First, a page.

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Desks Are Not The Enemy

Spoiler alert: no. Desks are not the enemy. Laptops, lousy chairs, and even the vague reference to ‘posture’ take the fall far too often.

But lack of variety and movement? That is a worthy enemy. Millions of people spend billions of hours every week crouched over a computer or weirdly postured in a desk chair causing headaches, neck pain, that stabbing burn under the shoulder blade, sore forearms, and tingly hands.

Yes, the positioning is bad. But we put our bodies in weird positions all the time, fishing a lego out from under the couch, shoveling mulch, balancing two bags of groceries while trying to unlock the front door. It’s when we stay in these positions for hours and days and entire careers that our bodies respond with a vengeance.

Think of it like this: you can hold your baby niece and give her a bottle and your arm and shoulder may be a little tired for the night. But hold and feed that baby in the same position for 6 meals a day for a year? You’re gonna get some lasting pain patterns that can’t be fixed with a hot shower and a yoga class.

But we can’t all just quit our jobs and throw our computers into the sea. So managing the physical demands of desk and computer work are about just that: management.

What helps manage the pain and soreness? I have some thoughts.

Regular massage

I’m not going to be subtle about this and place it at the end of the list. Regular massage can be really helpful for the aches and pains caused by computer and desk work. Skilled massage can help lengthen the tissues that are tight, ease the tissues that are pulled taut, and remind your body how it’s supposed to feel. And a good massage therapist (Hi! That’s me!) can help you determine the best between-massage stretches and activities to keep you feeling good.

Changing position frequently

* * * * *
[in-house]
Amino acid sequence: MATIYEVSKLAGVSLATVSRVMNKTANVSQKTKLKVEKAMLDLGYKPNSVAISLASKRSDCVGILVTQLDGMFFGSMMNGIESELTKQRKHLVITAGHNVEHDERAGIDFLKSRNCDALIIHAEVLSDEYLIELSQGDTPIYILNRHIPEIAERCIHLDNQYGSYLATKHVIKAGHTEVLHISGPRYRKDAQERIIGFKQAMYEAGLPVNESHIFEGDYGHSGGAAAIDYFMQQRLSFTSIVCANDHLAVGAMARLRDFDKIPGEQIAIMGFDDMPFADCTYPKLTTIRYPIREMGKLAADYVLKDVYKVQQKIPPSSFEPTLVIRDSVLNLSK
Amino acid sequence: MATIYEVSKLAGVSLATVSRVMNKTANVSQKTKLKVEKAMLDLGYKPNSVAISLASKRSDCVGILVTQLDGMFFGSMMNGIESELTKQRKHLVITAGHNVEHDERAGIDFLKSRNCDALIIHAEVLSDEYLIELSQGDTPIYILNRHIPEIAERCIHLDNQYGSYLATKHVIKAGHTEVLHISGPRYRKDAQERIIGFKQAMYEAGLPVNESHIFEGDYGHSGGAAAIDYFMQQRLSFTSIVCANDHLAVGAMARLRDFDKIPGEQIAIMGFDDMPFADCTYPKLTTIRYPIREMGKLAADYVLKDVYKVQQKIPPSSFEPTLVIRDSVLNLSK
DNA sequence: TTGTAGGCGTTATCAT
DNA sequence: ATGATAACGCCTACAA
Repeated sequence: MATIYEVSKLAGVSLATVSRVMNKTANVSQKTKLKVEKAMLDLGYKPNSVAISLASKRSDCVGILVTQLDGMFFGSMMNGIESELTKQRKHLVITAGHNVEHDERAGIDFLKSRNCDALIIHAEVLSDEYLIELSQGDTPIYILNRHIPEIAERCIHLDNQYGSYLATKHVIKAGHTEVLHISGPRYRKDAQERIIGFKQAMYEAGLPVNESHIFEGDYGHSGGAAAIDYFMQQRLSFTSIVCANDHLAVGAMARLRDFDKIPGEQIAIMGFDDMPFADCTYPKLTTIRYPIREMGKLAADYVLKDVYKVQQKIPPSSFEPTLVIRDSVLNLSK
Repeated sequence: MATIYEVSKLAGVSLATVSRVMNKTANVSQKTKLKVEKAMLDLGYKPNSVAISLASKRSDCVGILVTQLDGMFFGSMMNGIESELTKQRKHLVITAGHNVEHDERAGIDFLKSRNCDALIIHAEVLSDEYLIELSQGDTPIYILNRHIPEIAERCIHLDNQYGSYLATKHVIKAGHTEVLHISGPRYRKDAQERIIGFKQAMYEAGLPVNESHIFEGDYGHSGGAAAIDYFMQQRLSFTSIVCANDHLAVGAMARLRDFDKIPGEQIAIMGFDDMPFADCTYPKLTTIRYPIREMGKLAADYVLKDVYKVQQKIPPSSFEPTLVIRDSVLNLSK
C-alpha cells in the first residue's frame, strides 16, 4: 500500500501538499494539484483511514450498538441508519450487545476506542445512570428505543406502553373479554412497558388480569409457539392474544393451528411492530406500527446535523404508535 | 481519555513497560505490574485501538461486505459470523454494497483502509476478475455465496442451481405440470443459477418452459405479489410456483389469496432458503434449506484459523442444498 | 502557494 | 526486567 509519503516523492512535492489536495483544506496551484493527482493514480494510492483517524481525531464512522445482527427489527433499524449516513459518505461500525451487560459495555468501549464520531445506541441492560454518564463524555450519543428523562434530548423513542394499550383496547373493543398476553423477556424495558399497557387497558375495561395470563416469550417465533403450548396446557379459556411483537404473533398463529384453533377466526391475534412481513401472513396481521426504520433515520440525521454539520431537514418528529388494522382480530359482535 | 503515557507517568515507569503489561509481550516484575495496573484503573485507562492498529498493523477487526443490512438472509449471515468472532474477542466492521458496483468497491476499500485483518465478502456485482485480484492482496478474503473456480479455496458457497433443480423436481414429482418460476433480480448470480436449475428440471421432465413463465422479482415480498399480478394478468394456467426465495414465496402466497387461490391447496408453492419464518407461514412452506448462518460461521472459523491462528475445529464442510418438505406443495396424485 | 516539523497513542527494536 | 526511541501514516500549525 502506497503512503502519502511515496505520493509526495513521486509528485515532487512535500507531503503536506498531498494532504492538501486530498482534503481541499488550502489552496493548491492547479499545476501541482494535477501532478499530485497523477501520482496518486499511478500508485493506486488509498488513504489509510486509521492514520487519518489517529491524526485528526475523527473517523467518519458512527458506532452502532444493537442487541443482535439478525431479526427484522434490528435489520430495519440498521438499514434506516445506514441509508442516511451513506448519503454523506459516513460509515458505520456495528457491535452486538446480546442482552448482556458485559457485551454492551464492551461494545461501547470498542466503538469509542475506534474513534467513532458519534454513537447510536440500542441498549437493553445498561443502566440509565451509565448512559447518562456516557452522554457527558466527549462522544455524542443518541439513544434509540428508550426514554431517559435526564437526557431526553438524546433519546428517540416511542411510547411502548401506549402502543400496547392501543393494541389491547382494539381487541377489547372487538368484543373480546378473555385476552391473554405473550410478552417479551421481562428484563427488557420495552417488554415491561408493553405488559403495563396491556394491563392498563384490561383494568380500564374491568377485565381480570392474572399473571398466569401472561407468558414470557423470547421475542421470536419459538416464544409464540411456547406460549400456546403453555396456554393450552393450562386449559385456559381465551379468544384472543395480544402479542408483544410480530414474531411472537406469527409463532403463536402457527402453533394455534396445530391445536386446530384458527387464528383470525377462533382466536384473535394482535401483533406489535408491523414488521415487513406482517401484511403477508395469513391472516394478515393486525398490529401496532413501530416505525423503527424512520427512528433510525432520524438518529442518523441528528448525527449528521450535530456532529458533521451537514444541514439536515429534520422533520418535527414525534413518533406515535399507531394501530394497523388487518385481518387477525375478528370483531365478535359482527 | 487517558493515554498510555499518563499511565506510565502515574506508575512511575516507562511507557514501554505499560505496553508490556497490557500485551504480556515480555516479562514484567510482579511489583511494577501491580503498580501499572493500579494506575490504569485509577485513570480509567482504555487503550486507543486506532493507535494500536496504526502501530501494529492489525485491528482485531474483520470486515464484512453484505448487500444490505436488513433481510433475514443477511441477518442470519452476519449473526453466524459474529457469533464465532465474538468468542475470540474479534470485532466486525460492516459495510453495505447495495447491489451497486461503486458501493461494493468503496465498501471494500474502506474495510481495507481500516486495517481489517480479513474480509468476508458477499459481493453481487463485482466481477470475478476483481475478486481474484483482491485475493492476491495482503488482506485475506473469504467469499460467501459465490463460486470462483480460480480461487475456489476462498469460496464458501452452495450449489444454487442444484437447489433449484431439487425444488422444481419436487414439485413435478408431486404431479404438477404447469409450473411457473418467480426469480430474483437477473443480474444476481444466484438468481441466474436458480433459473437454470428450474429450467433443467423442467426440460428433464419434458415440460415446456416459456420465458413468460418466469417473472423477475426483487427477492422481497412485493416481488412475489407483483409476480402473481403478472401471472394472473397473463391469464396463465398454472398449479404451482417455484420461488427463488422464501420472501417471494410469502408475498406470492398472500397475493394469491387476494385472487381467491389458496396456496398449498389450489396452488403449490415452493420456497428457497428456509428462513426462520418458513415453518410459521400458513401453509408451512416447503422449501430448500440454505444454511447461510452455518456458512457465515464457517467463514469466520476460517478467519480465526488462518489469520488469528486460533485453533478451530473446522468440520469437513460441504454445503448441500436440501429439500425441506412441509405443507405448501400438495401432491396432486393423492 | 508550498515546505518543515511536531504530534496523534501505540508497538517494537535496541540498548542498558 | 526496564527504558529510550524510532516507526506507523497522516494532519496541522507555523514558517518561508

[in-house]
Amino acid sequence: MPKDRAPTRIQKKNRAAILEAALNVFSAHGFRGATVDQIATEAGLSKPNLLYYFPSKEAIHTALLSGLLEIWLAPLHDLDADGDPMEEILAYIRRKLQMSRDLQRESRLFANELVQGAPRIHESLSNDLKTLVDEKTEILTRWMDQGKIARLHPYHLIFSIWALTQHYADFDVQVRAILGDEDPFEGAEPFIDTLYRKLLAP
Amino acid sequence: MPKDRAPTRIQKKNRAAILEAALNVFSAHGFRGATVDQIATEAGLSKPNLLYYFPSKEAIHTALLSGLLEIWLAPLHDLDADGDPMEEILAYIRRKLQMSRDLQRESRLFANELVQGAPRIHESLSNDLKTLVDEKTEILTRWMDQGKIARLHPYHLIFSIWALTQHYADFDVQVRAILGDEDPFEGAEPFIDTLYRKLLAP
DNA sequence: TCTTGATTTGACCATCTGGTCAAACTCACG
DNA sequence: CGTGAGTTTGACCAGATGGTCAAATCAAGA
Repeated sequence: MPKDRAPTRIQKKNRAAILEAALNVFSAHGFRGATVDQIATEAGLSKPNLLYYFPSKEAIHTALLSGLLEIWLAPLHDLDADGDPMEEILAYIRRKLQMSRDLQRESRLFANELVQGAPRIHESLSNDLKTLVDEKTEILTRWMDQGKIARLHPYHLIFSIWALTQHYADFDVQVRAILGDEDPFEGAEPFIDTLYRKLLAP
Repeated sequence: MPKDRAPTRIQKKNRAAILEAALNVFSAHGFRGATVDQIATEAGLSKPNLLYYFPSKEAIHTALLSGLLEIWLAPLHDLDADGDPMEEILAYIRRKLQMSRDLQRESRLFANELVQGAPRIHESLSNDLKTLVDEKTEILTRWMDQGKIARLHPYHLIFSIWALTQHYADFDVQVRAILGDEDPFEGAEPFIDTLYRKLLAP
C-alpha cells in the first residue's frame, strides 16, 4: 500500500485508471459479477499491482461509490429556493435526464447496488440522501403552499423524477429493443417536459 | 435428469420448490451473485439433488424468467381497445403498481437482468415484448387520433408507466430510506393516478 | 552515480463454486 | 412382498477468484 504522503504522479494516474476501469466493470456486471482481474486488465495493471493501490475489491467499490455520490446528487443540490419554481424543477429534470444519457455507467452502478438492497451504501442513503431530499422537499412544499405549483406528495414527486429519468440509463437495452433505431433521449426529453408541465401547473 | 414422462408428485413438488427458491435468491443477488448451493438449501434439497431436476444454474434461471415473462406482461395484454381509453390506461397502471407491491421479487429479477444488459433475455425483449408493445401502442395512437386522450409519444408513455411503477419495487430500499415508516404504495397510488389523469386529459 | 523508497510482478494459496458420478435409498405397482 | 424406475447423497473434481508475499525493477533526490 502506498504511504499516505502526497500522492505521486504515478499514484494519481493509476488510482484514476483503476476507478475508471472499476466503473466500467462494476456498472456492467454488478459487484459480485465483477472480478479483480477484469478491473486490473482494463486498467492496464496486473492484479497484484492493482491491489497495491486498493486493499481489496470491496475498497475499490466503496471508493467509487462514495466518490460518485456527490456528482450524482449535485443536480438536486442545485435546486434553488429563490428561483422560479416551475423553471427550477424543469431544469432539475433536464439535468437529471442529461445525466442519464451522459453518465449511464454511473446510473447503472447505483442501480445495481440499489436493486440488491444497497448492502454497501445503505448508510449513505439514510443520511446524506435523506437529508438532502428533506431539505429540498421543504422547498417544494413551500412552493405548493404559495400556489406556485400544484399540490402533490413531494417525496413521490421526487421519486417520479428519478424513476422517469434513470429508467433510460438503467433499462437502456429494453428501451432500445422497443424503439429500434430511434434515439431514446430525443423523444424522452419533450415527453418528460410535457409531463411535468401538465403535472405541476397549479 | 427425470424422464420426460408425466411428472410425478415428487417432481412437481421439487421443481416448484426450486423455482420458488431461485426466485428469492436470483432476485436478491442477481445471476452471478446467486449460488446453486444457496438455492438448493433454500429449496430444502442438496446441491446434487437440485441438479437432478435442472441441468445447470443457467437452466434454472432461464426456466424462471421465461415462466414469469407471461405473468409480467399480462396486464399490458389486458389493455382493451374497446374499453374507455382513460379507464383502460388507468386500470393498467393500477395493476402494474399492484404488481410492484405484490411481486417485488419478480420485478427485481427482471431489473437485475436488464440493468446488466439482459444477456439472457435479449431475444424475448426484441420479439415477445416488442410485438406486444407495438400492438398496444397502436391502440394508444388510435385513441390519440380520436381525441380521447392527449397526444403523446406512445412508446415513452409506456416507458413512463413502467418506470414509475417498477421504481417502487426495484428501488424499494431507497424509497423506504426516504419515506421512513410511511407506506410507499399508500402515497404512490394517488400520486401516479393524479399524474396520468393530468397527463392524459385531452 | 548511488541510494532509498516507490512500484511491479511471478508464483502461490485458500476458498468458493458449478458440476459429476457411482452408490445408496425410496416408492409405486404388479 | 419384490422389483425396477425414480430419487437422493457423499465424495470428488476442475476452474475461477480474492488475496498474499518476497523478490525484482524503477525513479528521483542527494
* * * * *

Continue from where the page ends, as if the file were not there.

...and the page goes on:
There is no ‘ergonomic’ setup that can make staying in one position for 8+ hours a day comfortable or good for your body. The key is to change your position throughout the day.

Sit/stand desks are great. So are a cushion on the floor, a dining table, a kitchen counter, a bed with good bolsters behind the back and under the knees, and even a couch. Throw a pillow under your knees and kneel at your desk for a little while. Even just raising and lowering your chair throughout the day can be helpful.

Movement breaks

I know, I KNOW, you’ve heard this before. Because it’s legit. Frequent short breaks to stretch out the muscles that have been bunched up can really improve how you feel overall. Maybe you can walk or just stand up and move around a bit during phone calls. Forearm stretches, ankle

circles, and shoulder rolls can all be accomplished while sitting at a desk (maybe just turn that zoom camera off first).

Strength training

Stretching is great, but sometimes strengthening the right muscles is part of the solution to easing back and shoulder pain. A qualified personal trainer or physical therapist can help you develop a program to keep your posture strong and balanced.

Finding what works best for you can be a challenge, but I’m here to help! Your whole body will benefit from a plan to treat your desk-related pain.

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